All images © Herzog & De Meuron
Herzog & De Meuron has submitted plans to build a new stadium for English football club Chelsea. The proposed 60,000-seat arena, which would be a completely new structure, is to be located on the site of the team’s current Stamford Bridge grounds in West London. The application comprises the demolition of the existing football stadium and other buildings on the site, and the construction of a new larger facility. Other features include ancillary stadium-related uses including a club shop and museum, plus separate restaurant and café use.
Following initial feasibility studies which began in October 2011, the project development team consulted with Herzog & De Meuron in 2013 before a formal appointment followed in 2014. The brief called for a design that drew influence from the site’s particular london context, and remained consistent with the existing urban fabric.
The design features 264 brick piers that support a steel ring above the pitch. These columns are separate structural elements that respond to local site constraints as they rise and fall or move into and away from the body of the building. The circular ring they support will provide a consistent geometry linking all of the piers together. Steel beams will extend inwards and downwards from the circular ring beam to pick up the rectilinear roof aperture that will frame the pitch below. Inside, a compact three tier bowl will offer spectators much improved lines of sight and access compared to those of the existing stadium.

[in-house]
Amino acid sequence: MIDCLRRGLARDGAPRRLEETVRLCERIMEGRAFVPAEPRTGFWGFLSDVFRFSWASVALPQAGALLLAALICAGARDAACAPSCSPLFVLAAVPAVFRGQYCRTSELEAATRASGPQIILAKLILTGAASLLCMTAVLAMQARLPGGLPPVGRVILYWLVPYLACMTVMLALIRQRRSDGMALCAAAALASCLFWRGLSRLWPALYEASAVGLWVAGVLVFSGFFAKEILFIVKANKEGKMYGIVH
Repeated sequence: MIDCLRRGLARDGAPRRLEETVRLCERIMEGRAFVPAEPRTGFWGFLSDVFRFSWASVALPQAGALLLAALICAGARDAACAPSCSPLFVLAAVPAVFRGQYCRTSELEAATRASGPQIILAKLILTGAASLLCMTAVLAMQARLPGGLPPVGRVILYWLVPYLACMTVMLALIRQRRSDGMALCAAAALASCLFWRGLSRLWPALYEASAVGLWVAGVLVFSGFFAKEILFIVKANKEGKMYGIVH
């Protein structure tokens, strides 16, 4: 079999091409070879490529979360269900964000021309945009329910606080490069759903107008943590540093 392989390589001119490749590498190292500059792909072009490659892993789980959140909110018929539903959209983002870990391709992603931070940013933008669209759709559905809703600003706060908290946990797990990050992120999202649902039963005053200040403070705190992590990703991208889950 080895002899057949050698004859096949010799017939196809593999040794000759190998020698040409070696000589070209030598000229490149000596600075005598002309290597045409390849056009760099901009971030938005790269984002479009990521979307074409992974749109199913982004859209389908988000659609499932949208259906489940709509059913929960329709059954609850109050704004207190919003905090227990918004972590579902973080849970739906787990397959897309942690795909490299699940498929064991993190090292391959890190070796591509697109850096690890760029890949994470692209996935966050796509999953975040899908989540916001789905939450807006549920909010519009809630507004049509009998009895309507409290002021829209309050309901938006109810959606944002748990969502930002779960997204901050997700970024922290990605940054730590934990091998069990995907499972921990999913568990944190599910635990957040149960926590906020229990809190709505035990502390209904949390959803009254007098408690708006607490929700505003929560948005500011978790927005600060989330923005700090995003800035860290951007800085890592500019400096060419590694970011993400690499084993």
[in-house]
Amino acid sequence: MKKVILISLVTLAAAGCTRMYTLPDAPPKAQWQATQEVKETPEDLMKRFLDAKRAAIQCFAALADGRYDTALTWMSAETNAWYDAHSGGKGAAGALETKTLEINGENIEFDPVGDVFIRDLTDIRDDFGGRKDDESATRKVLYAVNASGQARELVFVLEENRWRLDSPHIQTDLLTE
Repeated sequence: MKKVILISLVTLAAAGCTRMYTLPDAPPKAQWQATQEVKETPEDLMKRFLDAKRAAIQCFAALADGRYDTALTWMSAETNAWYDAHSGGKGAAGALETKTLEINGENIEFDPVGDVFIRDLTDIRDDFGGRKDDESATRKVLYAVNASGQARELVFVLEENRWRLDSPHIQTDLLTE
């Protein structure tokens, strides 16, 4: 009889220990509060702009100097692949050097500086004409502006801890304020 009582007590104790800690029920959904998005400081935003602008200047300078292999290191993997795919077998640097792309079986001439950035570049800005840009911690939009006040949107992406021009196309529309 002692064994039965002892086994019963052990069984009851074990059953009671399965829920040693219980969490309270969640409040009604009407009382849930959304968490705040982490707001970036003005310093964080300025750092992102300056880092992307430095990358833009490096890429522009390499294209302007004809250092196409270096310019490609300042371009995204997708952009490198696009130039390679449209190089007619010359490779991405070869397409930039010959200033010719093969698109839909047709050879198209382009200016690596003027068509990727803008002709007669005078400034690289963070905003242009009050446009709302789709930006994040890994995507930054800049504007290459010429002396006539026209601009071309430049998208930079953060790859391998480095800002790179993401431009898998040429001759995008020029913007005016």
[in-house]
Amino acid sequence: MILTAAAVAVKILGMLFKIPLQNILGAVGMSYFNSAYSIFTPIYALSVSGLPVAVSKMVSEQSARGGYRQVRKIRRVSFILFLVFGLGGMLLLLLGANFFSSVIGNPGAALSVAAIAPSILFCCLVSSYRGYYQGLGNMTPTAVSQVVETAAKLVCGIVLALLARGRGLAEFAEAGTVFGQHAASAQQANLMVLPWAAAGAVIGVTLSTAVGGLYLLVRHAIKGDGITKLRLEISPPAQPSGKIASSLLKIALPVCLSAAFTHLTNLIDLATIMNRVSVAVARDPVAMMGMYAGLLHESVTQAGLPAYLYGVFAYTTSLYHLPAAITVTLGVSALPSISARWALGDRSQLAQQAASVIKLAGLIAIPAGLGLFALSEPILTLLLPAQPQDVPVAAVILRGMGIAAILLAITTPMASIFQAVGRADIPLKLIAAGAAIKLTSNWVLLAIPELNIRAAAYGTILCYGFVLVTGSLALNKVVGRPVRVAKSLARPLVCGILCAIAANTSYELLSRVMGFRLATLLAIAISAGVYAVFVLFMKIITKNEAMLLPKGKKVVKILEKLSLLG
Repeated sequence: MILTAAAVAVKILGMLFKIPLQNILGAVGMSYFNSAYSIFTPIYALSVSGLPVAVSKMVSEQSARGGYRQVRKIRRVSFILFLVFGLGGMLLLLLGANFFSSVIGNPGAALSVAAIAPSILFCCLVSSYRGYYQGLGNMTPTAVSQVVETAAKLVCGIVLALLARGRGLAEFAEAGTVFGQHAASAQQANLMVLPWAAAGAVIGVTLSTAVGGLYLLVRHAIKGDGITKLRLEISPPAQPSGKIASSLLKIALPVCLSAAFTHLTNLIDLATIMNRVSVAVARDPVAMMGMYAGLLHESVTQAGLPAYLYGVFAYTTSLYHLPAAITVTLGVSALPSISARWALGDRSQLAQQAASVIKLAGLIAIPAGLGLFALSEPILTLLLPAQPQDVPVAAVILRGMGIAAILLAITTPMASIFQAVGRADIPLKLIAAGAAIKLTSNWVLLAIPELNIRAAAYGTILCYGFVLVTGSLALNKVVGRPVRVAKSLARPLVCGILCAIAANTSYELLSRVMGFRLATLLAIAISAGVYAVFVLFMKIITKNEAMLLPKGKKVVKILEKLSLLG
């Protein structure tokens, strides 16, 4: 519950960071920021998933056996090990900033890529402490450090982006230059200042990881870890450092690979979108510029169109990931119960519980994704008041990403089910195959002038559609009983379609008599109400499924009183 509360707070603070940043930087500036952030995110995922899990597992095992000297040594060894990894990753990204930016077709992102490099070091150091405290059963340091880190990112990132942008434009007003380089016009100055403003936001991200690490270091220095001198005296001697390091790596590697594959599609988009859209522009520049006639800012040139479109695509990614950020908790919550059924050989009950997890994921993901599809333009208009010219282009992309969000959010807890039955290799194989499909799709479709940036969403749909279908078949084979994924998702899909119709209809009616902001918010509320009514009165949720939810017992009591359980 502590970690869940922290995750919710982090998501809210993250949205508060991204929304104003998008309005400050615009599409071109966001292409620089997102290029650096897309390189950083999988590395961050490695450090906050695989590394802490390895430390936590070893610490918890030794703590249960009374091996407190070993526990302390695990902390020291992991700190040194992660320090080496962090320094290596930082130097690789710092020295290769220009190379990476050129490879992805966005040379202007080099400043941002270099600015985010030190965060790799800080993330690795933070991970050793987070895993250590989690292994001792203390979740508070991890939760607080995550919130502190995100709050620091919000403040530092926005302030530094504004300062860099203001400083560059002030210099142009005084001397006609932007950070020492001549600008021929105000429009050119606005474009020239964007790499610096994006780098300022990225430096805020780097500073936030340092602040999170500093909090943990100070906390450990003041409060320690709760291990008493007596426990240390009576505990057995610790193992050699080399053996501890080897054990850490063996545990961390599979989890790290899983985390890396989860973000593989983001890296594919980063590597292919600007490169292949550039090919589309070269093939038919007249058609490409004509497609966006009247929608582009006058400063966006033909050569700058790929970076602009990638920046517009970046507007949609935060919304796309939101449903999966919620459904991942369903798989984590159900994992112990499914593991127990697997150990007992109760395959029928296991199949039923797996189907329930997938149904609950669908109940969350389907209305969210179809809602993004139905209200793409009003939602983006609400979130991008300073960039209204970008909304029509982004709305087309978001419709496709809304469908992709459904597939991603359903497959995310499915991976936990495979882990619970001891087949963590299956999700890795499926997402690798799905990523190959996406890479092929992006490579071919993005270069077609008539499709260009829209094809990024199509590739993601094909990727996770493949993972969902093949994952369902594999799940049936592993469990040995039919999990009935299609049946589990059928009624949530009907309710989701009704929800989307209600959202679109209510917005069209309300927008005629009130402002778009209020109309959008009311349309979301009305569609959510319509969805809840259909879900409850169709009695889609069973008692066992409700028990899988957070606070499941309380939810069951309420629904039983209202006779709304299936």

‘The architecture of the new stadium will provide an enrichment to the townscape and an improvement in quality and amenity over the existing eclectic collection of buildings’, commented Herzog & De Meuron. ‘The uniform style of the redeveloped stadium will produce an instantly recognizable landmark, defining a clear identity for the football club on its historic home ground. The scheme has been designed to respond sensitively to context, incorporating many of the comments received during widely held consultations. Once built, the stadium will positively transform the quality of the neighborhood’.
Additional landscaping comprises the construction of new external concourse areas. This includes the formation of decking platforms over part of the District Line and part of the Southern mainline railway. Pedestrian access arrangements on match days would be provided from Fulham Broadway Station and Fulham Road, while vehicular access would be provided via Wansdown Place.
If plans are approved, Chelsea would be forced to play their home games elsewhere for up to three years — potentially at the Foster + Partners-designed Wembley Stadium. A targeted completion date has been scheduled to allow Chelsea to move into their new home in time for the 2020-2021 Premier League season.